As if we didn’t already know something was wrong with the government’s inflation data, now up pops what looks like a confession. It’s part of a broader issue with government metrics that one economist dubs “percentile dysfunction.”
New research shows there’s a problem in how the prescription drug portion of the consumer price index gets calculated. Another, perhaps more realistic, index of drug prices far outgrew the CPI’s drug metric over a recent five-year sample period, with one part of the alternative metric increasing 59 percent more.
This anomaly should matter to anyone whose income is inflation-linked or who might get sick enough to need medication. As the U.S. ages, that should be a lot of people.
The pharmaceutical price news came out almost perfectly timed for President Trump’s State of the Union address on Tuesday, where he acknowledged the economic pain of rising medication prices. “I have directed my administration to make fixing the injustice of high drug prices one of our top priorities for the year,” he said.
Trump points out what many of us already know: drug costs are spiraling and emptying our wallets. But Trump’s message may be a shock to some technocrats, who swear by the CPI inflation metric.
A new report shows that the CPI data for medications lags far behind those of an alternative data set provided by the health research think tank IQVIA Institute for Human Data Science.
“We find that the IQVIA data indicate a more rapid rate of price increase than reported in the CPI for the aggregate of all prescription drugs,” states the January-dated report from the National Bureau of Economic Research titled “An Evaluation of the CPI Indexes for Prescription Drugs.”
Notably, one of the report’s five authors works for the Bureau of Labor Statistics, compiling the CPI data, which is why the paper has the feel of a back-door ‘fess-up. The man in question wouldn’t comment.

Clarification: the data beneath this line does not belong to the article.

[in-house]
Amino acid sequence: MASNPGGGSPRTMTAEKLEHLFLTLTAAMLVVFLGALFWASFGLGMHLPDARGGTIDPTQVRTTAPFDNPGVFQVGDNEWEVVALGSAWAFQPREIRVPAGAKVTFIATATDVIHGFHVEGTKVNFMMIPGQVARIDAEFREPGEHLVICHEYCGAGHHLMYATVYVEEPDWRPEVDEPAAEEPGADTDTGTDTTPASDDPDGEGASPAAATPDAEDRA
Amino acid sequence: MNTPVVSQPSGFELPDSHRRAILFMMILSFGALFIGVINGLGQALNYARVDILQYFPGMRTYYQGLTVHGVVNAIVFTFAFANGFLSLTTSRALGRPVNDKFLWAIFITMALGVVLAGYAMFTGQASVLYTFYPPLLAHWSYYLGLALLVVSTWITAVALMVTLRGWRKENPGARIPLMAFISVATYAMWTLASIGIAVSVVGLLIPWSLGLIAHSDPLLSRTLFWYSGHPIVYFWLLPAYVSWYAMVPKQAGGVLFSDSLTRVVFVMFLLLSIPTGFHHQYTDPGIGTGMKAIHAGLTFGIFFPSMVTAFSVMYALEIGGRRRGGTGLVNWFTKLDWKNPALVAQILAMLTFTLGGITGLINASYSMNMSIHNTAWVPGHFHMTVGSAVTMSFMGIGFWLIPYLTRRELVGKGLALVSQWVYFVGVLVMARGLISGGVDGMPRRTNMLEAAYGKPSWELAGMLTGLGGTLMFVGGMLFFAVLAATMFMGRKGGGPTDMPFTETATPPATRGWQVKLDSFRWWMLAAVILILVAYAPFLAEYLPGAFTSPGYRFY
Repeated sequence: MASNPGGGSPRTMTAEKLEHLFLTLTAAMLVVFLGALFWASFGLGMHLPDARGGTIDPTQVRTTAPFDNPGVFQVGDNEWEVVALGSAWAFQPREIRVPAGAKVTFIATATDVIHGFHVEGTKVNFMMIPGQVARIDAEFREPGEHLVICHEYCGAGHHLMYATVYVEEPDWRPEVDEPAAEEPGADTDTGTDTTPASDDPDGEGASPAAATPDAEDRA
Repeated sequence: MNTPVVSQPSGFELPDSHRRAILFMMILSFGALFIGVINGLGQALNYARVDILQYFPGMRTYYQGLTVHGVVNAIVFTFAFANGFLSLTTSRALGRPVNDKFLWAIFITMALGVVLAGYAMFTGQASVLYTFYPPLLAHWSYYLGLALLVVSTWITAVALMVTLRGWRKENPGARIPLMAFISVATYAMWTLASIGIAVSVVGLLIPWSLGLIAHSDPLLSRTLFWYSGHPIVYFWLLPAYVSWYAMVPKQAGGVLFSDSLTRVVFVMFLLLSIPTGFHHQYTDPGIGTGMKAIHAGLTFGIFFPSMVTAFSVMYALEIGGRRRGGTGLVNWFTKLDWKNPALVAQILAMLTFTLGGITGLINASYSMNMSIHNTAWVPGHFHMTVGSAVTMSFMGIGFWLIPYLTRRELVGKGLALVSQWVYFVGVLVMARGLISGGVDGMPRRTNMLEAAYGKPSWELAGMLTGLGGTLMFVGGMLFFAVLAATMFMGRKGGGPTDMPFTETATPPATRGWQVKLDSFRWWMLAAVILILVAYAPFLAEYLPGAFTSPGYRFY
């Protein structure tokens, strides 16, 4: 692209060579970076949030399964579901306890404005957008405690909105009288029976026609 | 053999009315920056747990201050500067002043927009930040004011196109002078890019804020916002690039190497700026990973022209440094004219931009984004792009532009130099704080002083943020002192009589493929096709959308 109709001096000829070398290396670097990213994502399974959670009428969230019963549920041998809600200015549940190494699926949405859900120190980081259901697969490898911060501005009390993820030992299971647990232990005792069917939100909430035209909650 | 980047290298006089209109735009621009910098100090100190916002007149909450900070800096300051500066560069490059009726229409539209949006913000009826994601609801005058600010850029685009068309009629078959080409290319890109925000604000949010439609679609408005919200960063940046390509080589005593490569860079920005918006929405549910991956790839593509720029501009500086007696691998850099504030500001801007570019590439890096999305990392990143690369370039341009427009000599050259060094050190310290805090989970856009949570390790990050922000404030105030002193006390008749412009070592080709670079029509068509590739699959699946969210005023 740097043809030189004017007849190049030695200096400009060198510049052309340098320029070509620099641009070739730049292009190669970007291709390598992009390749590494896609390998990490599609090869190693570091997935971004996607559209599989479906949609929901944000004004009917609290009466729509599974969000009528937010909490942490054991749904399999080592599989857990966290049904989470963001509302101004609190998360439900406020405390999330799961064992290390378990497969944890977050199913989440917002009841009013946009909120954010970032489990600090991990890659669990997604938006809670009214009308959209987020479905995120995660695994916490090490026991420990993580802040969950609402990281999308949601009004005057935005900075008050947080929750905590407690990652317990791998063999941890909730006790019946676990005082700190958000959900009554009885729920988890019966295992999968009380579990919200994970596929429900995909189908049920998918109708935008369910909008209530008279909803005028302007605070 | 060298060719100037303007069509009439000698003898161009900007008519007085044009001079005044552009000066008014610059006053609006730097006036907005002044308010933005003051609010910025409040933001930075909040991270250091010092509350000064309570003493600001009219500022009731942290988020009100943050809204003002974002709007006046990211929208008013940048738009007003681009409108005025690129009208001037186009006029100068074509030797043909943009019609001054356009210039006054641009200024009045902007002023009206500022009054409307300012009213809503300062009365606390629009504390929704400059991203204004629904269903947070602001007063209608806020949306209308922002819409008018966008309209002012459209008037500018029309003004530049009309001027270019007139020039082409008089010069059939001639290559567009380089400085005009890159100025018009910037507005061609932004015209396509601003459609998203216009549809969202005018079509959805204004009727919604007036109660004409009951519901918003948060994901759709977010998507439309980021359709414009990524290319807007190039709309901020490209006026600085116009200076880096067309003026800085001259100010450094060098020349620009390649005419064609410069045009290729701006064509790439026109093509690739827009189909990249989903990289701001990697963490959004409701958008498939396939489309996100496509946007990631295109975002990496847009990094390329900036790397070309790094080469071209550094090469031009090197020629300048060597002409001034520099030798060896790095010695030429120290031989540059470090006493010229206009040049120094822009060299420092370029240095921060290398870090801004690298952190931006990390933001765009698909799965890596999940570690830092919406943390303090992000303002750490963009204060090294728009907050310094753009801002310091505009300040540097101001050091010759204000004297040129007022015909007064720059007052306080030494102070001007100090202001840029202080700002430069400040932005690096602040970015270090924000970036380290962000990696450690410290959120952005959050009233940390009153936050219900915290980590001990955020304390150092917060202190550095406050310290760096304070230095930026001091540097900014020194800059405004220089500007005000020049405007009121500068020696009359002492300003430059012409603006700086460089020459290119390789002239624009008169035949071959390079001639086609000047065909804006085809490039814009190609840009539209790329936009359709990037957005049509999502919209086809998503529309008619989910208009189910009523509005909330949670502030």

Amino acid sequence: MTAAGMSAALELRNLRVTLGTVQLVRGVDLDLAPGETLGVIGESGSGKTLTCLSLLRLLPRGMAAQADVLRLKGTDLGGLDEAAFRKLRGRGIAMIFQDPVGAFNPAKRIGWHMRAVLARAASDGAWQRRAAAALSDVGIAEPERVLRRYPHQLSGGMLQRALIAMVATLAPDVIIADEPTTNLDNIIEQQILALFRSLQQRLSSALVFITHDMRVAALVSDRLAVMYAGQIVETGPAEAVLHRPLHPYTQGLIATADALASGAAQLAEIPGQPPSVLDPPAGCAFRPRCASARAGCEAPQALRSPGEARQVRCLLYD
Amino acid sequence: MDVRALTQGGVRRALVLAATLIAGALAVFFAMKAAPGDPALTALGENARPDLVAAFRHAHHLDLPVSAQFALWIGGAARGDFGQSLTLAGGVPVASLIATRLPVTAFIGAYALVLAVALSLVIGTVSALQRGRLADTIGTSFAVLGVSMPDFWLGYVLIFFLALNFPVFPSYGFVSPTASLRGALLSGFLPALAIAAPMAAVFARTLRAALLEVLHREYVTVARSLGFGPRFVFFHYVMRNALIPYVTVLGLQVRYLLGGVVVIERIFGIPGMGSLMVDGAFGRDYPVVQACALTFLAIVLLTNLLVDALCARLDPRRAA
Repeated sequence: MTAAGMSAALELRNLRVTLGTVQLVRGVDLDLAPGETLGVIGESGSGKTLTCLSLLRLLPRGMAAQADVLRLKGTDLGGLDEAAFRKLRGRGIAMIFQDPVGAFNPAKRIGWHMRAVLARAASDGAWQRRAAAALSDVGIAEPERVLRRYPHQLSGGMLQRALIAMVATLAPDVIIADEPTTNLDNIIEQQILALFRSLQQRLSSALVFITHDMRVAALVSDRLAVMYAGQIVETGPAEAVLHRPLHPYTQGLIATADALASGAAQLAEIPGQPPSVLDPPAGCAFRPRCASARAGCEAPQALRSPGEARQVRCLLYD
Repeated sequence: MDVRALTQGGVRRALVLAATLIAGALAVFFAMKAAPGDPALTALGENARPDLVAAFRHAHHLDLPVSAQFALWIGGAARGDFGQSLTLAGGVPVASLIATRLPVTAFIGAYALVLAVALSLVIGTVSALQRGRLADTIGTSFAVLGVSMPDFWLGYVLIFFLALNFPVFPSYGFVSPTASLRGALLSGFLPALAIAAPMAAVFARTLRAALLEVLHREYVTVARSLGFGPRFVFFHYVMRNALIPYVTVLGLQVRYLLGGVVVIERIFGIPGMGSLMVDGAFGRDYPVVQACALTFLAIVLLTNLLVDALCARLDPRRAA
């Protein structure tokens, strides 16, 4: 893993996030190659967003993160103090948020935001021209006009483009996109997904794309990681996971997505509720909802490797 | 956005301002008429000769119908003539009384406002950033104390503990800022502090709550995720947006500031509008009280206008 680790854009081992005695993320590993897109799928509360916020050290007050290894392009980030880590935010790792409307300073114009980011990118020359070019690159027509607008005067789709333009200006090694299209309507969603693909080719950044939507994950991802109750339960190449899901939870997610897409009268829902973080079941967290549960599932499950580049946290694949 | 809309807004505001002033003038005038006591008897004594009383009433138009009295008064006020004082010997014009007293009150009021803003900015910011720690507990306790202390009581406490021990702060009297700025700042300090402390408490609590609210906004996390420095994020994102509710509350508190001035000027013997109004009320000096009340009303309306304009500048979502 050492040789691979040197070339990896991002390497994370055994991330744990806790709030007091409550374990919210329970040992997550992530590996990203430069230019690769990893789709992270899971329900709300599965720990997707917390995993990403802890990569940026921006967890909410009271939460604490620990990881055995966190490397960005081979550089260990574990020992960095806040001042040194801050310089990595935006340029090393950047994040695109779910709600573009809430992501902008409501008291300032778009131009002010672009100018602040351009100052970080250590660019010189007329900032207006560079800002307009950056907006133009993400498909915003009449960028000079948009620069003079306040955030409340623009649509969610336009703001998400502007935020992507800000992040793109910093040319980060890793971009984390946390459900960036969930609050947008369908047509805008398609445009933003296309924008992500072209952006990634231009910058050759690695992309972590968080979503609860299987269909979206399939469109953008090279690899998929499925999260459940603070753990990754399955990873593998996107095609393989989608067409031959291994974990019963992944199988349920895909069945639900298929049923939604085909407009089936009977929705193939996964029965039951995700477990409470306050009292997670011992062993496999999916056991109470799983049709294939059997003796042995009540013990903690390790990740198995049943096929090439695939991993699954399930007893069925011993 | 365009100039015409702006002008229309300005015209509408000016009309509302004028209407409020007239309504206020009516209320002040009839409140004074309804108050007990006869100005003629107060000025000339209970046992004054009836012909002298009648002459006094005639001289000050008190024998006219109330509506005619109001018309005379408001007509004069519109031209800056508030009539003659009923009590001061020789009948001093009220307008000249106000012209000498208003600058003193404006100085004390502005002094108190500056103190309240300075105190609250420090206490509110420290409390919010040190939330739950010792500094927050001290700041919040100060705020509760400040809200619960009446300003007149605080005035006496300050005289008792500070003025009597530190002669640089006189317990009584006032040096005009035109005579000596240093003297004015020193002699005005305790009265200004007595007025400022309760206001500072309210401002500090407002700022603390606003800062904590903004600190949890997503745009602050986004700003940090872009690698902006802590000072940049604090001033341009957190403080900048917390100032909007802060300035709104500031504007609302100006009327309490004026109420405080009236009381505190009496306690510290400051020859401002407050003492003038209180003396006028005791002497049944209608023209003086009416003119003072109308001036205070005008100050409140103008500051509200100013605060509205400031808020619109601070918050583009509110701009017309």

How much discrepancy is there between the two calculation methods used in the prescription inflation data? In the five-year period through October 2013, the difference “cumulates” to an average of 10 percent, the report says. That means that the IQVIA price data had jumped by 10 percent more than the prescription drug CPI did.
But the difference is even larger for certain classes of drugs. Notably, those in the categories of Cardiovascular-renal and Skin/Mucous Membranes saw a discrepancy between the two indexes of 59 percent and 37 percent respectively. In other words, the IQVIA price data had risen by 59 percent and 37 percent more than the CPI data over the same half-decade.
There are differences in the way they crunch and gather the data. The CPI data is calculated using a series of probabilities “that a specific retail outlet will be included in the sample” whereas the IQVIA data is constructed using “a basic national sample” of actual prescription drug transactions, the report says. Or put another way, the former is something of an educated guess, whereas the latter takes a sample of what drugs people are buying.
These findings on medications come on top of a slew of other problems that already make the CPI metric an increasingly suspect number.
For instance, take the cost of a new car. Despite the fact that new car prices are almost always higher than last year’s, the government adjusts those prices down. Why? This is known as the “hedonic” adjustment, and it tries to take into account that the most recent models will tend to have more features than last year’s new models.
But guess who mandates many of the new features? It’s the government, usually under the guise of improved safety. You have one part of the federal bureaucracy dictating evermore gizmos, while the other tells you that the increased price isn’t a price increase.
“Telling people there is little or no inflation is like telling people in West Virginia that we are at record-low unemployment,” says Dr. Philippa Malmgren, founder of London-based DRPM Group and a former economic adviser to president George W Bush. “We see the end result of the inflation, and still people say this is all in your imagination.”
In addition to the problems mentioned in the report above, and the so-called hedonic adjustments, she points out that inflation metrics are often used like a one-size-fits-all caliper.
CPI is a data point, which represents an average, she explains. “But inflation behaves like a wave.”
That means it impacts some people sooner than others and harder than others while there are those who barely notice.
“Economists ignore the human impact of the percentage point and yet are incredibly surprised by populism,” she said. “They’ll drill down on prices but ignore pain. I’d call it ‘percentile dysfunction.'”